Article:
Healthcare employees in Florida choose Chromebooks over Windows, iPad


Given a choice between a Chromebook, a Windows laptop and an iPad, which device would your business choose? There’s no “right” answer, but for Florida-based Chapters Health System, it’s a Chromebook. Actually, it’s a bunch of Chromebooks as the company has deployed Chrome OS laptops and plans to add even more in the future.

It’s interesting to see why a majority of employees picked a Chromebook over the alternatives mainly because the reasons reiterate things I’ve said for the past two years. Rather than repeat myself, take a look at how employees ranked Chromebooks against Windows laptops and iPads for various attributes in this summary graphic posted on the Google Enterprise Blog:

Chapters Health infographic

Convenience and ease of use is one of the main drivers for many to choose a Chromebook. Yes, it’s a limited device; that doesn’t mean it’s a bad device. In the case of Chapters Health System, the IT department has installed Citrix XenApp via Receiver for access to legacy systems. The devices are easier to deploy and maintain for IT, which says Windows laptops used to take 40 minutes of setup time while the Chromebooks take around 5 minutes each. Plus, a quick wipe, or Powerwash as it’s called in [company]Google[/company] Chrome OS, completely resets the device in a minute or two if needed.

Obviously, a Chromebook is not the best tool for every task or enterprise. Neither is Microsoft Windows or [company]Apple[/company] Mac OS X, however. And that’s why [company]Microsoft[/company] is starting to take Chromebooks seriously by pushing hardware partners to make $200 Windows laptops this year.

That may help the issue of price in the value segment but it doesn’t do anything to bring convenience and ease of use compared to more expensive Windows laptops. That’s a problem.


Rann Xeroxx

Who are these IT folks that are taking 40 min. to setup a Windows 8.1u2 PC with the same level of configuration as a ChromeBook? All you would have to do it boot it up, login and choose defaults, login with the Outlook account, and set them up as standard users.

These can also be cloned and imaged so even updates can be pre-installed. Using imageX you can inject updates into your images so they are always up to date or just let the PC update on its own. Not sure if they are even bothering with MDM but Google has one for ChromeOS and Microsoft has one for Windows which is InTune.

And W8.1u2 can be factory reset just like ChromeOS and OneDrive sync will bring any user settings back down automatically.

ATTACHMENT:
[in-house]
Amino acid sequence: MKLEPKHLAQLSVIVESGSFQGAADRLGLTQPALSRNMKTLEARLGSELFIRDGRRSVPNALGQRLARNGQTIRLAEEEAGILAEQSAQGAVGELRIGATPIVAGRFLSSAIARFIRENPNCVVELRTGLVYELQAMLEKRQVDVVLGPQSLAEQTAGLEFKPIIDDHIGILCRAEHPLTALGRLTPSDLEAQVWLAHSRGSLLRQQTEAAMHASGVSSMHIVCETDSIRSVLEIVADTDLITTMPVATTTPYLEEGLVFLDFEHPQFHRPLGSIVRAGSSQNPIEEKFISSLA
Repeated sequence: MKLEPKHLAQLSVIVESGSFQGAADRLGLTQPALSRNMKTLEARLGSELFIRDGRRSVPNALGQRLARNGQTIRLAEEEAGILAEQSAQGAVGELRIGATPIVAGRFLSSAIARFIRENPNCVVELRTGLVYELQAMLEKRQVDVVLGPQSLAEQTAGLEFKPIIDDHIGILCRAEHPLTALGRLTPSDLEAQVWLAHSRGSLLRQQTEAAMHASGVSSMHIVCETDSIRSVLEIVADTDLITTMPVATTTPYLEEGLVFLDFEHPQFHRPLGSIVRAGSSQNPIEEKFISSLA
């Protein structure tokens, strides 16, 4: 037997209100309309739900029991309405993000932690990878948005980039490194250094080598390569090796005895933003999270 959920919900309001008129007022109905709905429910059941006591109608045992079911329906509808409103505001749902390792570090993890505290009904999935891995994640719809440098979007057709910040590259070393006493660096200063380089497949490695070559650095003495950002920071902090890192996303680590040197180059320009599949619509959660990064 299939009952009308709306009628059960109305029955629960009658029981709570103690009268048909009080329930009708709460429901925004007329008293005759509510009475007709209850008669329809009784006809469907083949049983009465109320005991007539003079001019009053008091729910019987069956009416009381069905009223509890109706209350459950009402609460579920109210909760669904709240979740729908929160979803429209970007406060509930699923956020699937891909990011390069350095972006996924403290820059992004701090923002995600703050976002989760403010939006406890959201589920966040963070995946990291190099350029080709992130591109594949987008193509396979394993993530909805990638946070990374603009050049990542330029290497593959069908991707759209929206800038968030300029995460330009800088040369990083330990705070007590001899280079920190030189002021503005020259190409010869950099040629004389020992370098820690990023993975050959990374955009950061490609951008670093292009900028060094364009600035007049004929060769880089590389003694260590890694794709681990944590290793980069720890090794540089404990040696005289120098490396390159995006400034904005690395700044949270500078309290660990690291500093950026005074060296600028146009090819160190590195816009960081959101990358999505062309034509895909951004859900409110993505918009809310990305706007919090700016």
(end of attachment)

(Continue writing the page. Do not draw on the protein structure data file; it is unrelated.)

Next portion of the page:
Then there is the fact that you can get hybrids, 2:1s, tablets, etc. For just mobile thin clients, ChromeBooks are good enough but a Windows 8.1u2 is just as good and can also be more flexible in the future if needed.

Rip Van Shizzle

With Google Chrome Management I can set up a Chromebook, Chromebox or Chromebase in under 5 minutes. I can reset a Chromebook in slightly over 5 minutes. That same Chrome device can be configured or reconfigured from any location in the world with internet service. All the user settings are in the cloud so there is nothing to configure on the machine. The Chromebook boots in less than 10 seconds. Ctrl-Alt-T and I have a terminal I can use to ssh to any Unix or LInux server. If I shut off OS verification and install Crouton, I have both an Ubuntu machine and a Chrome machine.

Windows = maximum attack surface and high help desk utilization
Apple = maximum cost

Although our IT techs use all three, and I prefer my Macbook over anything else, Chrome devices have greatly simplified our work managing user endpoints.


This supposed win for Google based Chromebooks speaks very little to actually using the Chrome OS when reading the parent article.

Chapters Health Systems is not running “legacy systems” on the Chromebooks they are running everything on Citrix as the “Chromebooks start up right at the Citrix login screen, so caregivers can access clinical data right away”.

Or here is more from the parent article, “we use Chromebook for Business’s Kiosk mode to offer one single application, the Citrix login screen”.

It is all about Citrix.

They are not using these devices for anything other than their form factor, built in keyboards, and potentially price point to get to Citrix Receiver which costs more per seat than the Chromebook could.


It’s also difficult to take seriously any evaluations that prefer the weight of Chromebooks to the weight of iPads…. “I like heavier things to do my work on!”

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